Aliens may be detained by the Immigration and Customs Enforcement (ICE) division of the Department of Homeland Security for a variety of reasons. Most typically, it is for being in the United States without a valid visa (that is, being what is known as an “illegal alien”).
After an individual is detained by ICE, the person is taken to a local ICE field processing office. ICE will prepare the necessary paperwork and make a custody determination.
What Happens After an Individual is Detained?
After an individual is detained, a determination will take place before an immigration judge during what is called a “bond hearing.” That means ICE will make a decision as to whether the individual should be released or whether the person should remain in custody.
An ICE officer may make one of three decisions:
- Order of Release on Recognizance. This means releasing the detained individual without demanding a bond.
- Detention pending payment of a bond. ICE may detain a person pending a monetary immigration bond being paid. The purpose of the bond is to attempt to ensure the individual attends future hearings and proceedings.
- Mandatory Detention (Held Without Bond). There are instances where individuals are not eligible for release from detention. An individual’s immigration history and/or prior criminal record can disqualify an individual from qualifying for a bond. Some grounds of mandatory detention include cases in which individuals were convicted of the following crimes:
- Crimes Involving “moral turpitude”
- An aggravated felony
- A controlled substance offense
- A firearms offense
- Domestic violence or violence of a protection order
- Two or more offenses with an aggregate sentence of 5 years incarceration
What is an Immigration Bond?
The bond refers to money paid to secure a detained foreign national’s release. It serves as a guarantee to the government that, once out of detention, the bonded individual will attend all immigration court hearings. In many ways, an Immigration Bond is similar to a traditional bail bond.
After ICE detains a foreign national, ICE sets the bond amount, assuming the person is eligible for a bond. The bond amount is based on a “risk classification assessment,” which measures the risk to public safety and the risk of flight posed by the particular individual.
Usually, a detained alien will be eligible for an immigration bond provided that they:
- Are not a “flight risk”
- Do not pose a danger to the community
- Have not been charged with a serious crime
- Don’t have an existing deportation order.
Procedures for Setting the Amount of the Bond
The amount of the bond will vary and can be quite substantial. It can differ from jurisdiction to jurisdiction, even for quite similar cases. As a floor, a bond may not be granted in an amount less than $1,500.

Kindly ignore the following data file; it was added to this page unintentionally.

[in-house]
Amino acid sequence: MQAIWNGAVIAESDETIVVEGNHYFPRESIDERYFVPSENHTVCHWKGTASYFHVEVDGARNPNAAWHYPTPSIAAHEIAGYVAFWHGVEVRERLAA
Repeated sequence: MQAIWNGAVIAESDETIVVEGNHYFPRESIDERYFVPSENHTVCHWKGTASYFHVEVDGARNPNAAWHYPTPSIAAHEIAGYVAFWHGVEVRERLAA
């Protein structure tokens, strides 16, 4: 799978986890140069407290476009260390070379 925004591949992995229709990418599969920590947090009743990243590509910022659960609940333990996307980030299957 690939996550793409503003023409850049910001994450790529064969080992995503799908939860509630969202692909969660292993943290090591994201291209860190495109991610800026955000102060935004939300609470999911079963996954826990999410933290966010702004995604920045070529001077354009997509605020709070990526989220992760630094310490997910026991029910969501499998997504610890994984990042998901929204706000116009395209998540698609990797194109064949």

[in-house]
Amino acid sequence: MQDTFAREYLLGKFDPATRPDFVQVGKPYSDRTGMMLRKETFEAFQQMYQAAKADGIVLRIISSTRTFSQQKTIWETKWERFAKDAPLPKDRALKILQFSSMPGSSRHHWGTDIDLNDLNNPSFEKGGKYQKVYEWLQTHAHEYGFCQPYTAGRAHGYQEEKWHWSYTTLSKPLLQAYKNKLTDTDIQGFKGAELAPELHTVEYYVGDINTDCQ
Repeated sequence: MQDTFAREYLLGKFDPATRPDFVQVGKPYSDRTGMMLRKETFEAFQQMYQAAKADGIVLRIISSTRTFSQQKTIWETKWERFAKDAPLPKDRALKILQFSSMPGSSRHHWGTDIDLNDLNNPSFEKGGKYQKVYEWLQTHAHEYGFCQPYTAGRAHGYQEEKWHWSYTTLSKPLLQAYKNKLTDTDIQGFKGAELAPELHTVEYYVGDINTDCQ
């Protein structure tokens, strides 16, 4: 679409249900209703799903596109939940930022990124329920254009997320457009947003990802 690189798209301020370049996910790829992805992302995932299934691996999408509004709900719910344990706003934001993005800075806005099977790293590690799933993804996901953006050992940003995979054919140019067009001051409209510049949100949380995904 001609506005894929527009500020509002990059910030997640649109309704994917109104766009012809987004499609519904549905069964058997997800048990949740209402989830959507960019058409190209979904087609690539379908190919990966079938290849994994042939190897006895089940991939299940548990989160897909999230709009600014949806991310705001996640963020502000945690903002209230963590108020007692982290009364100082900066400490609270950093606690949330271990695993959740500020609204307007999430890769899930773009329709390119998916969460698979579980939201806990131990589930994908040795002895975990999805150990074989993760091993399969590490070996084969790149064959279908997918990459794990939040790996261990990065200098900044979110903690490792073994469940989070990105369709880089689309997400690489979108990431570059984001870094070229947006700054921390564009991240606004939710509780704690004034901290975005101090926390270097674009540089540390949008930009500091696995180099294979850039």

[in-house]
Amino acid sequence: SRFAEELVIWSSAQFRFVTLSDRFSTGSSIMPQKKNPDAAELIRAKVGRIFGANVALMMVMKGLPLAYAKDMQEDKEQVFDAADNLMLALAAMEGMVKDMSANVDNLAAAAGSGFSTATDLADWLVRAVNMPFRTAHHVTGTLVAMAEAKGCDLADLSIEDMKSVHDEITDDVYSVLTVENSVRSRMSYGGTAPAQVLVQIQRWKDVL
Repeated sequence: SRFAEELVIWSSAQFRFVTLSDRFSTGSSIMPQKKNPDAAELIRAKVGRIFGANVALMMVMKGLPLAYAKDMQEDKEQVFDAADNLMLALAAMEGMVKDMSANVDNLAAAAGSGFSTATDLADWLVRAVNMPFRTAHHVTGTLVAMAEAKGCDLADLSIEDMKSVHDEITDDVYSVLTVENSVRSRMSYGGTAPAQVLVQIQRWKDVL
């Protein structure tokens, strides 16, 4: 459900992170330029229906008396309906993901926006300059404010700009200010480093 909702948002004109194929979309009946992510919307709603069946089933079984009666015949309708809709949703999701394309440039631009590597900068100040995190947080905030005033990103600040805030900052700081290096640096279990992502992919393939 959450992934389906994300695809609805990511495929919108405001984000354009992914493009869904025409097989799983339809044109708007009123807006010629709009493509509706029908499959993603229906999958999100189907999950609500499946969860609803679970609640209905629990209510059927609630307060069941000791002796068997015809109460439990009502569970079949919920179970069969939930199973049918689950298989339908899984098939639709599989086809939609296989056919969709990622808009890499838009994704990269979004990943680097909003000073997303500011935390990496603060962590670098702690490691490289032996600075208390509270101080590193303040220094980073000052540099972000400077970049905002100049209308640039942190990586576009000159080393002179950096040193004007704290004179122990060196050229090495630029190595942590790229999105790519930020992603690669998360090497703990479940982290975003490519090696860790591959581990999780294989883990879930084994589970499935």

To set the amount of the bond the immigration judge must take into consideration the following factors:
- Eligibility for Relief: The immigration judge will determine what forms of immigration relief the individual may qualify for. An individual who is unlikely to qualify for any form of relief will receive a higher bond.
- Criminal History: Does the individual have any arrests and/or convictions? If so, these will be taken into consideration. Depending on the gravity of the criminal history, a bond may be set at a higher amount or may be denied altogether.
- Prior Immigration History: Has the individual previously been removed? Did the person enter without authorization or did they overstay an otherwise valid visa?
- Ties to the Community: Does the individual have a history of living in the U.S.? Does the person have a job? Does the person own any property in the United States? Does the individual have any family members in the U.S.?
Appealing an Immigration Bond Determination
A person may appeal to the Board of Immigration Appeals (BIA) if they are not in agreement with the bond set by the immigration judge. The appeal must be received by the BIA within 30 days of the date the judge set the bond. Take note that the government may be the one who disagrees with the immigration judge’s bond decision; in that case, the government will be the one that appeals the judge’s ruling.
While the appeal is pending the individual will remain detained. Removal proceedings will continue regardless of the pendency of the appeal. If both parties waive appeal or do not file an appeal in a timely manner, the judge’s decision becomes final.
How To Pay an Immigration Bond
Provided that a detainee has been granted bond, there are two different ways to get them released from immigration detention: